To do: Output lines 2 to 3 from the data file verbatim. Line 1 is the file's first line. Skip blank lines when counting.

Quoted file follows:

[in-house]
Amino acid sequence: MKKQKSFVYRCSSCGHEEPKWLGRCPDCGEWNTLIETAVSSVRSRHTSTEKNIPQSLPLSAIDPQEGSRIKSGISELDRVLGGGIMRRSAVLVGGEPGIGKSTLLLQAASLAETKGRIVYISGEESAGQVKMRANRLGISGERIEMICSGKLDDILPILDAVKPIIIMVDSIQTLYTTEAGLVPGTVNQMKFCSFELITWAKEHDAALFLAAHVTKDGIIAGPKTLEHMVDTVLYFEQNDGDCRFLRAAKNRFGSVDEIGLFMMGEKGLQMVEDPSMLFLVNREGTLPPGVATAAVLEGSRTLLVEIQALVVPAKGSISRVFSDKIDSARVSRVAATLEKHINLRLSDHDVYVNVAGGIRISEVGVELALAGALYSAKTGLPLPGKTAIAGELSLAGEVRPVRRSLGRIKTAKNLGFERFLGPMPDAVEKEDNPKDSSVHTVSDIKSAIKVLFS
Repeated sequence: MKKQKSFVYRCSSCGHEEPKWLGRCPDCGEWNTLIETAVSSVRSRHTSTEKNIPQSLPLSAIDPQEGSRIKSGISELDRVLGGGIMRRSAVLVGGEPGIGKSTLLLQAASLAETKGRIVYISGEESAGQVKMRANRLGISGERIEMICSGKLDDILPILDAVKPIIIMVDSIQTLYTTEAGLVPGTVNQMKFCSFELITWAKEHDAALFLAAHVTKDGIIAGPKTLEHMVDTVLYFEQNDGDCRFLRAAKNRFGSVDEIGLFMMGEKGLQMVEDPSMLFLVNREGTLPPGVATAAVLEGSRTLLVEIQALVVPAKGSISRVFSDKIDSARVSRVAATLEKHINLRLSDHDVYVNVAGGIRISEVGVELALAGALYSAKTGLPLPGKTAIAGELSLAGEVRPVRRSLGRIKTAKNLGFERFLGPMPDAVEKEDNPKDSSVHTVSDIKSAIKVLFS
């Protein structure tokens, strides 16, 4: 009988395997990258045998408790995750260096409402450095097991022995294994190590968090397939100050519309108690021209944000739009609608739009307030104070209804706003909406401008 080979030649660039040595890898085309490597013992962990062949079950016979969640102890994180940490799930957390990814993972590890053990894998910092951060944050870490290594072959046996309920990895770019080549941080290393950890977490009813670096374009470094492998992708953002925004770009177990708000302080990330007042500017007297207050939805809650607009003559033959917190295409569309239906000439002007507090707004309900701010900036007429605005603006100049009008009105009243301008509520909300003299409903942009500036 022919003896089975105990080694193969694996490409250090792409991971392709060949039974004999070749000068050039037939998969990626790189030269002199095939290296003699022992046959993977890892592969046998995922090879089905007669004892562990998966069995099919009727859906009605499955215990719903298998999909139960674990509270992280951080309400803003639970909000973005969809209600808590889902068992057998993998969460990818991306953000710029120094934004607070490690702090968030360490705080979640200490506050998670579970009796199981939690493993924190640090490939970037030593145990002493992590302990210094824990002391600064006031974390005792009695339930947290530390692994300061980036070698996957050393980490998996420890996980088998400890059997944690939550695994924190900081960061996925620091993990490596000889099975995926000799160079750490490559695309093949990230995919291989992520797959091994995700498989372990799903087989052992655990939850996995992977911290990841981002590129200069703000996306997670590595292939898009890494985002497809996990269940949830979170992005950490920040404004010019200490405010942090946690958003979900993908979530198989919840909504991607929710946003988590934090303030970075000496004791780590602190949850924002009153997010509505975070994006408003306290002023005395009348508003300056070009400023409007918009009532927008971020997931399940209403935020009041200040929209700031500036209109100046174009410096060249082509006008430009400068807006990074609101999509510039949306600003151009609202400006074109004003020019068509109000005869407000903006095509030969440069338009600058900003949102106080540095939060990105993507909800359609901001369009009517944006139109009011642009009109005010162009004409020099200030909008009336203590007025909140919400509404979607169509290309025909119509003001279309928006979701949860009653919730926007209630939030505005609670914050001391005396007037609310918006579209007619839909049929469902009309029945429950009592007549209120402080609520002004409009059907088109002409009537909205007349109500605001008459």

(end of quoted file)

Amino acid sequence: MKKQKSFVYRCSSCGHEEPKWLGRCPDCGEWNTLIETAVSSVRSRHTSTEKNIPQSLPLSAIDPQEGSRIKSGISELDRVLGGGIMRRSAVLVGGEPGIGKSTLLLQAASLAETKGRIVYISGEESAGQVKMRANRLGISGERIEMICSGKLDDILPILDAVKPIIIMVDSIQTLYTTEAGLVPGTVNQMKFCSFELITWAKEHDAALFLAAHVTKDGIIAGPKTLEHMVDTVLYFEQNDGDCRFLRAAKNRFGSVDEIGLFMMGEKGLQMVEDPSMLFLVNREGTLPPGVATAAVLEGSRTLLVEIQALVVPAKGSISRVFSDKIDSARVSRVAATLEKHINLRLSDHDVYVNVAGGIRISEVGVELALAGALYSAKTGLPLPGKTAIAGELSLAGEVRPVRRSLGRIKTAKNLGFERFLGPMPDAVEKEDNPKDSSVHTVSDIKSAIKVLFS
Repeated sequence: MKKQKSFVYRCSSCGHEEPKWLGRCPDCGEWNTLIETAVSSVRSRHTSTEKNIPQSLPLSAIDPQEGSRIKSGISELDRVLGGGIMRRSAVLVGGEPGIGKSTLLLQAASLAETKGRIVYISGEESAGQVKMRANRLGISGERIEMICSGKLDDILPILDAVKPIIIMVDSIQTLYTTEAGLVPGTVNQMKFCSFELITWAKEHDAALFLAAHVTKDGIIAGPKTLEHMVDTVLYFEQNDGDCRFLRAAKNRFGSVDEIGLFMMGEKGLQMVEDPSMLFLVNREGTLPPGVATAAVLEGSRTLLVEIQALVVPAKGSISRVFSDKIDSARVSRVAATLEKHINLRLSDHDVYVNVAGGIRISEVGVELALAGALYSAKTGLPLPGKTAIAGELSLAGEVRPVRRSLGRIKTAKNLGFERFLGPMPDAVEKEDNPKDSSVHTVSDIKSAIKVLFS